Wednesday, 18 July 2012

Wednesday 18th. July 2012

Following on from yesterday's post , the 3rd. and 4th. site visited , both up on the Downs proved to be quite productive . Starting with the reptiles , the combined numbers for both sites were , 52 Slow
Worms , just four here , but 7/8 were found huddled together , 6 Adders , that number consisting of
2 females ,
2 males ,
and 2 juveniles , both probably born about this time last year , and good to see they have made it through their first year . Not a sign of a Grass Snake . The ground vegetation is very lush with all the rain we have been getting , so many more specimens probably went unnoticed amongst it . The wild
flowers are also doing very well , with the likes of Vervain / Verbena officinalis , one of my
favourites coming into flower , as well as Sainfoin / Onobrychis viciifolia , a member of the Pea family , looking at it's best just now . The Small Scabious , posted previously , has now been followed by it's larger relation Field Scabious / Knautia arvensis , both members of the Teasel
family , the larger species lacking the 'halo' that is sported by the smaller one . With Summer still to
arrive , the 'A' word , in the form of Autumn Gentian / Gentianella amarella is already in bud and will
be in flower soon . In the insect world , I came across quite a few Violet Ground Beetles / Carabus violaceus , and I must admit , I was pleased to see on Rob's / The Living Isle , post last night , that he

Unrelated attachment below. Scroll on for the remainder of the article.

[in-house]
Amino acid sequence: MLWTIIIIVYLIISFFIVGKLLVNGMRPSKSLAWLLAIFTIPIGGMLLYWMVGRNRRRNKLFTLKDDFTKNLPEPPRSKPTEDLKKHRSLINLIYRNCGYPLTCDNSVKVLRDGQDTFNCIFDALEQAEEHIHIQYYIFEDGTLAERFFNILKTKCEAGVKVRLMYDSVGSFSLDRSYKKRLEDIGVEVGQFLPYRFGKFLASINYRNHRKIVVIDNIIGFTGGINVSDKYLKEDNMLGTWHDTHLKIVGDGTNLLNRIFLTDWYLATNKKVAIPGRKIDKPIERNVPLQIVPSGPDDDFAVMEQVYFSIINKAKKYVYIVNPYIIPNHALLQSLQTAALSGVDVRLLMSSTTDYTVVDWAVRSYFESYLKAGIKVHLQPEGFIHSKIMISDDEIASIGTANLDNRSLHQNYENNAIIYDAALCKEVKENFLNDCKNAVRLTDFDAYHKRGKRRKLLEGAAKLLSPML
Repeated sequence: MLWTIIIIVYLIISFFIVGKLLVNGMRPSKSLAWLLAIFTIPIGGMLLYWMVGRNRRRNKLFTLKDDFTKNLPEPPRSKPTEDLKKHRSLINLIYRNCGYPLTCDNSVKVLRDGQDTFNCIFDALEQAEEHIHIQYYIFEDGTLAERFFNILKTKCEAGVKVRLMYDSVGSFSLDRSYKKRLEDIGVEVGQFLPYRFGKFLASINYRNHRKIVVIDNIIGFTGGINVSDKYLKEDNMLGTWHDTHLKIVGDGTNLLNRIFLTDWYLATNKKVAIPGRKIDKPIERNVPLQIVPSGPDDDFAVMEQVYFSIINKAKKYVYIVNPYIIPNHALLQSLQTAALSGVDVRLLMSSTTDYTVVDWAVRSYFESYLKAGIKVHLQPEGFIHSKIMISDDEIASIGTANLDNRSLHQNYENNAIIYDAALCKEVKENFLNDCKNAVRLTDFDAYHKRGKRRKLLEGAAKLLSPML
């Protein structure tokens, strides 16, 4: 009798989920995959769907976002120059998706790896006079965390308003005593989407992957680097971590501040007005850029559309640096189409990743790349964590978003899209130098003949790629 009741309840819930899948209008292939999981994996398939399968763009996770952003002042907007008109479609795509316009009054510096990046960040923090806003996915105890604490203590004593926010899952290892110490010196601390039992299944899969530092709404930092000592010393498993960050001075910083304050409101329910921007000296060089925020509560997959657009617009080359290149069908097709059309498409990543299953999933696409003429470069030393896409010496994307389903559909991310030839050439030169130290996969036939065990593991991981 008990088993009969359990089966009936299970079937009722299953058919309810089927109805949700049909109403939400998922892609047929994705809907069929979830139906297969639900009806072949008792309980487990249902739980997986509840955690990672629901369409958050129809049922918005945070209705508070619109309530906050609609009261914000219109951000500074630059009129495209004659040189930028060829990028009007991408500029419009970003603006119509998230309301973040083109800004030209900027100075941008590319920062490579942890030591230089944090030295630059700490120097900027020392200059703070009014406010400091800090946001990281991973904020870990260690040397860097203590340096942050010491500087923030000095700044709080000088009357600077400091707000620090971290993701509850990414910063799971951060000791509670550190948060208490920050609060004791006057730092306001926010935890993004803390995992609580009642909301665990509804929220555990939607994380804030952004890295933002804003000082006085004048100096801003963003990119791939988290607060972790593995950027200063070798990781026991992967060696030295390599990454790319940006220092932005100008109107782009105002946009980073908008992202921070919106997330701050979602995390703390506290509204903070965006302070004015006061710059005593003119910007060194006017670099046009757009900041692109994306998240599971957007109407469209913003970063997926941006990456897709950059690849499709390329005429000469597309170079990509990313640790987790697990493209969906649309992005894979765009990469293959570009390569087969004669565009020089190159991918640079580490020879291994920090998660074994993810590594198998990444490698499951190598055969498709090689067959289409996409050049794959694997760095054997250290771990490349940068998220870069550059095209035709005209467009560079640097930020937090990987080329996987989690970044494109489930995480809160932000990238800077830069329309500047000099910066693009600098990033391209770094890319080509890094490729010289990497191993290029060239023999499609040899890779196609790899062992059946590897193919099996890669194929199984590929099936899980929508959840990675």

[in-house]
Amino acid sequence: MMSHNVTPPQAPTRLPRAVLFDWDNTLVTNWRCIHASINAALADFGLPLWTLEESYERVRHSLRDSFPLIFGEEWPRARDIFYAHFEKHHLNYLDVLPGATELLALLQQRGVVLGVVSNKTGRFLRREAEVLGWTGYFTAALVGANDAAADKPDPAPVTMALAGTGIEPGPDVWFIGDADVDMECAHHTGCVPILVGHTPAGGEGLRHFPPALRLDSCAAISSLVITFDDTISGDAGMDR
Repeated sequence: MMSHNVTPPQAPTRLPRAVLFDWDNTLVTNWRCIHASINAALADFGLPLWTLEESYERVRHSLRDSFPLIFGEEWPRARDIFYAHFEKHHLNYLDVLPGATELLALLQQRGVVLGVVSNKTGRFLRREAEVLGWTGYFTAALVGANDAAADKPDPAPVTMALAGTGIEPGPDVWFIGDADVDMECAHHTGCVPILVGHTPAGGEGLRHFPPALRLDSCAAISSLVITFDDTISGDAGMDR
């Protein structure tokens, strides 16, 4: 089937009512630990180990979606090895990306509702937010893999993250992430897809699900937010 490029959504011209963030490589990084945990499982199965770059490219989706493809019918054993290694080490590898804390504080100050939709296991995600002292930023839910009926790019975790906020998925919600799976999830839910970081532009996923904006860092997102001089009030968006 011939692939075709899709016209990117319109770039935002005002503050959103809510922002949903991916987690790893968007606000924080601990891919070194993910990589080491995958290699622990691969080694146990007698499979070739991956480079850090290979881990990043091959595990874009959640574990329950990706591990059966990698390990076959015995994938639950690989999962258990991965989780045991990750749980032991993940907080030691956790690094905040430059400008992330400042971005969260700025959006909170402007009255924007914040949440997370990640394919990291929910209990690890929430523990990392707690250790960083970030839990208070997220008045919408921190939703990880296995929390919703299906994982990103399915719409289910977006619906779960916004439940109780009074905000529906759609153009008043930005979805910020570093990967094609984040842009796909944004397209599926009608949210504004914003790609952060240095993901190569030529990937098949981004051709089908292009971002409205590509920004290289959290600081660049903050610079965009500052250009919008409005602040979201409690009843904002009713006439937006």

had identified this fly that I had also photographed because it looked strange as Sicus ferrugineus , which certainly saved me a lot of time digging , cheers Rob . Butterfly numbers improved dramatically on the two sites , most probably because they were more sheltered than the first two .
Meadow Browns as expected topped the list with 93 , but after a poor start earlier , Chalkhill Blues
came second with 72 , though most were sheltering down in the grass like this one . All but one were males , the single , pristine female was being chased wherever she went , and consequently I didn't manage to get a shot of her . Ringlet 52 , Marbled White 23 was the best number I've seen so far this
season , including another individual suffering from mites . Large White 2 , Small White 2 ,Small
Heath 8 , Small Skipper 18 , Large Skipper 1 , Gatekeeper 1 , and a particularly rustic looking Comma made up the full list . Two Foxes were seen , but both moved off before the camera could be lifted , as did two freshly emerged Common Darter dragonflies .
The delivery I was waiting for arrived just before lunch , but by then the wind was really strong , the sky grey , with showers arriving on a regular basis , and that was how it stayed .


Warren Baker said...

Was a good day for flutters Greenie, even here!

I really would like to see a Marbled White on my patch :-)

Spock said...

Your Marbled White pictures has Red Mites on the thorax, our Hutinsons Bank population was de-mited, before its return in 1983, and I have never seen mites on site.

There are plenty of Marbled Whites flying on the site, those on Sundays walk should think of going to Hutchinsons after.

Rob said...

You've really caught the violet in the Violet Ground Beetle, Greenie - a stunning beast.
A fine representative from the Chalkhill Blues, also - good to know they are thriving.

ShySongbird said...

A nice selection there Greenie and some lovely photos again. You certainly saw a good number of reptiles!

RogerW said...

I'm just back from a trip to the Butterfly Conservation site at Shoreham. Conditions were overcast, but numerous Chalkhill Blues. Saw about 30-40 males, one mating pair, and a single female.
Geez, there are a lot of ash seedlings taking over. I know BC isn't a botany organisation, but if they don't act soon, they'll lose the cowslip area of the reserve.